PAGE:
The north-bound queue at Chirundu on the border between Zimbabwe and Zambia has been substantially shortened after it was decided to turn the crossing into a 24-hour operation for at least a week.
The move, which has significantly alleviated delays at one of the most congested borders in the sub-Saharan region, was motivated by the intervention of the revenue authorities of Zambia and Zimbabwe.
Mike Fitzmaurice, chief executive of the Federation of East and Southern African Road Transport Associations (Fesarta), said the decision was made on Saturday and had come into effect yesterday morning at 6am.
This morning it had already resulted in the north-bound queue going down to less than a kilometre.
On previous occasions, because of testing for Covid-19 and pre-existing congestion triggers, truck traffic at this border would stretch almost halfway to Makuti, the first settlement some 60 kilometres south from Chirundu on Zimbabwe’s A1 highway.
Last week a South African long-distance driver had to be rushed to hospital after he stepped out of his truck and was trampled by an elephant in an area, also known as Hurungwe nature reserve, where big-five game roam.
Fitzmaurice said the suggestion that Chirundu should become a 24-hour operation had already been made in January when he visited the beleaguered border stop as a consultant.
“We also recommended infrastructural changes but that is more long term.”
He said he hoped that the short-term efficiency and benefit of keeping the border open for 24 hours would soon be realised, and that the week-long testing period would be extended.
Ultimately it comes down to aspects of human resources, and the Zimbabwe Revenue Authority (Zimra) is expected to make an announcement in this regard before the seven-day testing period is terminated.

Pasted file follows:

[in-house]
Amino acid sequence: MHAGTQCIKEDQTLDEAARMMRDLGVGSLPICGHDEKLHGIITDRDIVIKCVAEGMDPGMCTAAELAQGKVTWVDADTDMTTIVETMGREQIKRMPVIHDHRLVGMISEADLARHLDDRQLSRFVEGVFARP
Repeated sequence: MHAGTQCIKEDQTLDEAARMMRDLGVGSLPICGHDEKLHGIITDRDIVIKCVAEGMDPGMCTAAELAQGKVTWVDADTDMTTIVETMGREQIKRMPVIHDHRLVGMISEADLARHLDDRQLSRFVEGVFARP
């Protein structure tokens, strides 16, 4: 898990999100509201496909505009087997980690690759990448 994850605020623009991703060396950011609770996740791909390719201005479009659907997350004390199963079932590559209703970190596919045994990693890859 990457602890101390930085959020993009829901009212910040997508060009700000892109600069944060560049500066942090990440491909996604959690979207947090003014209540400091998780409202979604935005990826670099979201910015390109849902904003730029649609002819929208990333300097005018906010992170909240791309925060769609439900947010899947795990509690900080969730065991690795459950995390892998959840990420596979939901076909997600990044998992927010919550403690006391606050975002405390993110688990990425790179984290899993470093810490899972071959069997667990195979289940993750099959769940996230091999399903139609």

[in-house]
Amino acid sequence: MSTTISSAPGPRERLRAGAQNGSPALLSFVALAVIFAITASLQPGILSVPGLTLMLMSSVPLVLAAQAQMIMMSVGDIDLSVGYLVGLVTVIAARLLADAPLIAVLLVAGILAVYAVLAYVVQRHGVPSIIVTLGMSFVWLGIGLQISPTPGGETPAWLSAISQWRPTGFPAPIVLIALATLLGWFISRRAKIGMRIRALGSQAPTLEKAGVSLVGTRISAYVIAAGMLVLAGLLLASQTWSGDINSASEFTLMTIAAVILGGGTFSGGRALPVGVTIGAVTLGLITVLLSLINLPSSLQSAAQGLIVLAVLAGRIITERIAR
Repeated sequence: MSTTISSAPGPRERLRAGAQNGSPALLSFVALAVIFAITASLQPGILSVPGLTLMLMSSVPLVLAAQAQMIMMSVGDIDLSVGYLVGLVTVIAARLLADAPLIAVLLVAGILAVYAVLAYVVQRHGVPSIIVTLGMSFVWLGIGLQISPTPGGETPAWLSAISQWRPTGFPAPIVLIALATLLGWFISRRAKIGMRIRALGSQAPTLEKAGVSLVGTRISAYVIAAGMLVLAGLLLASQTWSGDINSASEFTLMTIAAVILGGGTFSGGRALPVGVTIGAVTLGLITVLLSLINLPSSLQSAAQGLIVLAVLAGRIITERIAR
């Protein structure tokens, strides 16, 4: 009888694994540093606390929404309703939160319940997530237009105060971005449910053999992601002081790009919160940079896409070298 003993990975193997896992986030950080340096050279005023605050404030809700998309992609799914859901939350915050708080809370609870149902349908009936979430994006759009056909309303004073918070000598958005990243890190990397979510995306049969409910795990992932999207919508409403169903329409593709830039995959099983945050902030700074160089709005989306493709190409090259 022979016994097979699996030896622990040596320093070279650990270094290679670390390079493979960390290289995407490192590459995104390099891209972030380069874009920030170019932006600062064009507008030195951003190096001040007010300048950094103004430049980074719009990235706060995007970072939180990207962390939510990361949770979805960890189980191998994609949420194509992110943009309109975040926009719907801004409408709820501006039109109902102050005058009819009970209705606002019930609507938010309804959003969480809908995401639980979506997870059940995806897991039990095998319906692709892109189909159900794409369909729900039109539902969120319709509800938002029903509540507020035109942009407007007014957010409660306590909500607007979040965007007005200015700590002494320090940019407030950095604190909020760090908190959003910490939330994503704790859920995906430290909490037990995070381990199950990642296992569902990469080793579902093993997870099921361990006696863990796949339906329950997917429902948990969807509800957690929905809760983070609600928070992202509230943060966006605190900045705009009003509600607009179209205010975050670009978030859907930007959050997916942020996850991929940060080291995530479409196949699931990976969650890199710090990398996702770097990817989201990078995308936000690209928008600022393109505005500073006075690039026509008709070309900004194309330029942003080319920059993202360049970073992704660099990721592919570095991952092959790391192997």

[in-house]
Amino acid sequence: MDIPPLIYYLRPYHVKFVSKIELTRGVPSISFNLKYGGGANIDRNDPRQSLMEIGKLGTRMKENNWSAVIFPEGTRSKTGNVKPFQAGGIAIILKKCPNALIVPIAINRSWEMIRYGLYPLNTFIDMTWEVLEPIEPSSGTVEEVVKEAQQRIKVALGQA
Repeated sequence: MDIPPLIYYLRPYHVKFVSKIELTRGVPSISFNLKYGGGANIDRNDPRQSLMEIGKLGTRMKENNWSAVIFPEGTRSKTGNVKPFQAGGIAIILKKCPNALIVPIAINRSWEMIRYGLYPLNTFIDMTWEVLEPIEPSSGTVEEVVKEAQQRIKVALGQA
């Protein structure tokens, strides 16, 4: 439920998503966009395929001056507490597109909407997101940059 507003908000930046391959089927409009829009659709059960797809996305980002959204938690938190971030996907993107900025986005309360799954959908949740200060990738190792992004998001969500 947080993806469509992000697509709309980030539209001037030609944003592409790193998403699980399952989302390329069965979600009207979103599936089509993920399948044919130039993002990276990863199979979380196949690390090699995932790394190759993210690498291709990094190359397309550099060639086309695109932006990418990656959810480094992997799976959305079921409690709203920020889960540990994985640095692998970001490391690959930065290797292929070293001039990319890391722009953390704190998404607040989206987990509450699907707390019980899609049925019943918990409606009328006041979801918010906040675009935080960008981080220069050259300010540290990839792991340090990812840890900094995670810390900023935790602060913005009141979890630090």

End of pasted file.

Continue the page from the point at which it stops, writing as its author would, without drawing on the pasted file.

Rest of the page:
For the time-being though, the south-bound queue remains a problem.
According to Fitzmaurice, the Zambia Revenue Authority (ZRA) said they had certain issues to contend with.
Unfortunately this is also the queue where criminals prey on transporters at night as the queue north backs up into the built-up area of Chirundu.
“The thing is, if Zimra and ZRA decide to keep the border open for 24 hours they will have to do the same at Kasumbalesa,” Fitzmaurice said about the crossing on Zambia’s Copper Belt province into the Democratic Republic of the Congo (DRC).
“It doesn’t help that traffic passing through the one border is improved but ongoing problems experienced elsewhere remain unresolved. It will just cause bottlenecking at borders such as Kasumbalesa.”
Unfortunately that crossing is renowned for its congestion and often brutal criminality where soldiers and police from the DRC sometimes join in rampant extortion at gunpoint.
Last week political faction-fighting in Zambia led to the closure of the border.
Be that as it may, Fitzmaurice is hopeful that Zimra and ZRA’s efforts at Chirundu will bear fruit.
“It’s a positive change,” he said of the crossing which during the lockdown has made news for all the wrong reasons.
“If the testing period works, it will be the way to go.”